Next: , Previous: , Up: Python API   [Contents][Index] Connections In Python

GDB lets you run and debug multiple programs in a single session. Each program being debugged has a connection, the connection describes how GDB controls the program being debugged. Examples of different connection types are ‘native’ and ‘remote’. See Inferiors Connections and Programs.

Connections in GDB are represented as instances of gdb.TargetConnection, or as one of its sub-classes. To get a list of all connections use gdb.connections (see gdb.connections).

To get the connection for a single gdb.Inferior read its gdb.Inferior.connection attribute (see gdb.Inferior.connection).

Currently there is only a single sub-class of gdb.TargetConnection, gdb.RemoteTargetConnection, however, additional sub-classes may be added in future releases of GDB. As a result you should avoid writing code like:

conn = gdb.selected_inferior().connection
if type(conn) is gdb.RemoteTargetConnection:
  print("This is a remote target connection")

as this may fail when more connection types are added. Instead, you should write:

conn = gdb.selected_inferior().connection
if isinstance(conn, gdb.RemoteTargetConnection):
  print("This is a remote target connection")

A gdb.TargetConnection has the following method:

Function: TargetConnection.is_valid ()

Return True if the gdb.TargetConnection object is valid, False if not. A gdb.TargetConnection will become invalid if the connection no longer exists within GDB, this might happen when no inferiors are using the connection, but could be delayed until the user replaces the current target.

Reading any of the gdb.TargetConnection properties will throw an exception if the connection is invalid.

A gdb.TargetConnection has the following read-only properties:

Variable: TargetConnection.num

An integer assigned by GDB to uniquely identify this connection. This is the same value as displayed in the ‘Num’ column of the info connections command output (see info connections).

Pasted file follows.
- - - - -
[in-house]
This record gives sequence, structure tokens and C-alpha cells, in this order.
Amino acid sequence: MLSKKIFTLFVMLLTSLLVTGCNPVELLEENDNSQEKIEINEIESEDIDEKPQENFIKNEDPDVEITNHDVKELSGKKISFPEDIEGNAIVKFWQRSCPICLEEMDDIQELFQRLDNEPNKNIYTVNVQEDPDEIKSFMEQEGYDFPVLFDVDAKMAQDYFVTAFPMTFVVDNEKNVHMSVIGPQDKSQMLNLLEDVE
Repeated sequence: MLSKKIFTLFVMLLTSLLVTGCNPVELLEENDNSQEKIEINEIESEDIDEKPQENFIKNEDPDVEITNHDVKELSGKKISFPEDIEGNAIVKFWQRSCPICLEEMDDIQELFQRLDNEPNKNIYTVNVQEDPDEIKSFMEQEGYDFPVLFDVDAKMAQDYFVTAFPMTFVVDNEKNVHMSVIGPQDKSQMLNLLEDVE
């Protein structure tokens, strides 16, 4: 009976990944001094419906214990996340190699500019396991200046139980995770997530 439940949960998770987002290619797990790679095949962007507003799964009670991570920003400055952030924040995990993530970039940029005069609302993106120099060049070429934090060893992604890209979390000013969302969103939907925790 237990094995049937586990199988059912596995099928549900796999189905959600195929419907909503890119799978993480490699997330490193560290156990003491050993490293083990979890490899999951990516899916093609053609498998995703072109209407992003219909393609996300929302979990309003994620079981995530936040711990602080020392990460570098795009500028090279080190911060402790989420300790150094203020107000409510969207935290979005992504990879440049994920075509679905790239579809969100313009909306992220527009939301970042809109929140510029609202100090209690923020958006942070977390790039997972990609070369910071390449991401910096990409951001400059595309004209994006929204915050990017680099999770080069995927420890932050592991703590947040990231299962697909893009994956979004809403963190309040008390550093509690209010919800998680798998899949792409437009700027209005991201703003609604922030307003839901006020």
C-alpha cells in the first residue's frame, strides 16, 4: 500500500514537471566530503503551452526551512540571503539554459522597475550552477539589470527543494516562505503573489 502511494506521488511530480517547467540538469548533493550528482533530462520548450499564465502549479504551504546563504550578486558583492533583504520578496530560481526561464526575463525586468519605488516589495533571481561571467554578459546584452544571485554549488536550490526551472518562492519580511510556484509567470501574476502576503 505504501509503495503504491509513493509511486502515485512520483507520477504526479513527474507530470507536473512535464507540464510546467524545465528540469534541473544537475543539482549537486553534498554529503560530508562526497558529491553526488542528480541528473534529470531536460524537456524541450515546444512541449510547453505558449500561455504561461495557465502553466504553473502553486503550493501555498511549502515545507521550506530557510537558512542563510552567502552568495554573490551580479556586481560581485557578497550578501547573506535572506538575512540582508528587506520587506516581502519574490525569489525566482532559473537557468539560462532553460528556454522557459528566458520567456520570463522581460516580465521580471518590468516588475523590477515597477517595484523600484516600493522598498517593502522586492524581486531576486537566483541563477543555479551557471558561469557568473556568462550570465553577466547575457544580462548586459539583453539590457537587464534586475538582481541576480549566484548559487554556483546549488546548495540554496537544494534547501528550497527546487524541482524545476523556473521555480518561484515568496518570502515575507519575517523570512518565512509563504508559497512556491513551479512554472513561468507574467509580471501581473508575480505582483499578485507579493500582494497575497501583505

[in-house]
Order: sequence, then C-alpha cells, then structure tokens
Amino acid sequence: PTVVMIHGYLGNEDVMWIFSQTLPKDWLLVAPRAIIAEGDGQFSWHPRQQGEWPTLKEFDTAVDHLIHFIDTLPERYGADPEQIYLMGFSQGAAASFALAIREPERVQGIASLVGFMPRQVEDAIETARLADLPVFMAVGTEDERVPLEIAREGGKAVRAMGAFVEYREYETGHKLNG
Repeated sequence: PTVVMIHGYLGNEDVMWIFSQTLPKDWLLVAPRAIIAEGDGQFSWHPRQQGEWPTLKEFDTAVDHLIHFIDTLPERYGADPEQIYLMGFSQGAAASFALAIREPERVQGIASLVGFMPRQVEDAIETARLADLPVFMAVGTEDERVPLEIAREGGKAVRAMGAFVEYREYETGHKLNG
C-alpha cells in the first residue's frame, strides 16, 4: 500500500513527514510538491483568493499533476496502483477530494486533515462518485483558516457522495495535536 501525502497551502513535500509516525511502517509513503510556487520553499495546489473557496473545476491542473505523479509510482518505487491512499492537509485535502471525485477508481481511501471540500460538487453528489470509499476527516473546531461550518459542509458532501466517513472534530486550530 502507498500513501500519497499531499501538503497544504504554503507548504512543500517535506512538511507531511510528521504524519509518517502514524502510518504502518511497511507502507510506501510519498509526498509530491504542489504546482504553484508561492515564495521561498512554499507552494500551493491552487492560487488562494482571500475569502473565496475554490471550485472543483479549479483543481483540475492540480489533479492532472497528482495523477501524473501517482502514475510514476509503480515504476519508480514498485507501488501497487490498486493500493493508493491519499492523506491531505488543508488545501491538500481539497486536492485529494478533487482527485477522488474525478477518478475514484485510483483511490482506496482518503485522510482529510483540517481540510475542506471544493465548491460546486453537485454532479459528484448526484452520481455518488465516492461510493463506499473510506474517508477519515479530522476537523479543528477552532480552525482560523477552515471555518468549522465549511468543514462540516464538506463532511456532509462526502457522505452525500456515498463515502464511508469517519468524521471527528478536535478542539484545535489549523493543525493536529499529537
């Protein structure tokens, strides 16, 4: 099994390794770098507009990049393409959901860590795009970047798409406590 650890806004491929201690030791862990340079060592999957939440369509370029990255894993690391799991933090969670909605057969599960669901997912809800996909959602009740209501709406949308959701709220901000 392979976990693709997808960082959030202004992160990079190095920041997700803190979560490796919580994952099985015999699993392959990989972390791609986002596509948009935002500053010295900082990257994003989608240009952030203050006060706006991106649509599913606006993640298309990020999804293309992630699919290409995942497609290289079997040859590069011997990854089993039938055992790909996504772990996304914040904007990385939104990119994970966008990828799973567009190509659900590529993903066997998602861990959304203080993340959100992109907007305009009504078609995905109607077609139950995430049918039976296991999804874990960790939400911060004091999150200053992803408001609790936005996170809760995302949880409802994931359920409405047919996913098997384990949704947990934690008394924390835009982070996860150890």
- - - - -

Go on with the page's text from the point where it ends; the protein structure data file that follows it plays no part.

Variable: TargetConnection.type

A string that describes what type of connection this is. This string will be one of the valid names that can be passed to the target command (see target command).

Variable: TargetConnection.description

A string that gives a short description of this target type. This is the same string that is displayed in the ‘Description’ column of the info connection command output (see info connections).

Variable: TargetConnection.details

An optional string that gives additional information about this connection. This attribute can be None if there are no additional details for this connection.

An example of a connection type that might have additional details is the ‘remote’ connection, in this case the details string can contain the ‘hostname:port’ that was used to connect to the remote target.

The gdb.RemoteTargetConnection class is a sub-class of gdb.TargetConnection, and is used to represent ‘remote’ and ‘extended-remote’ connections. In addition to the attributes and methods available from the gdb.TargetConnection base class, a gdb.RemoteTargetConnection has the following method:

Function: RemoteTargetConnection.send_packet (packet)

This method sends packet to the remote target and returns the response. The packet should either be a bytes object, or a Unicode string.

If packet is a Unicode string, then the string is encoded to a bytes object using the ASCII codec. If the string can’t be encoded then an UnicodeError is raised.

If packet is not a bytes object, or a Unicode string, then a TypeError is raised. If packet is empty then a ValueError is raised.

The response is returned as a bytes object. For Python 3 if it is known that the response can be represented as a string then this can be decoded from the buffer. For example, if it is known that the response is an ASCII string:


In Python 2 bytes and str are aliases, so the result is already a string, if the response includes non-printable characters, or null characters, then these will be present in the result, care should be taken when processing the result to handle this case.

The prefix, suffix, and checksum (as required by the remote serial protocol) are automatically added to the outgoing packet, and removed from the incoming packet before the contents of the reply are returned.

This is equivalent to the maintenance packet command (see maint packet).

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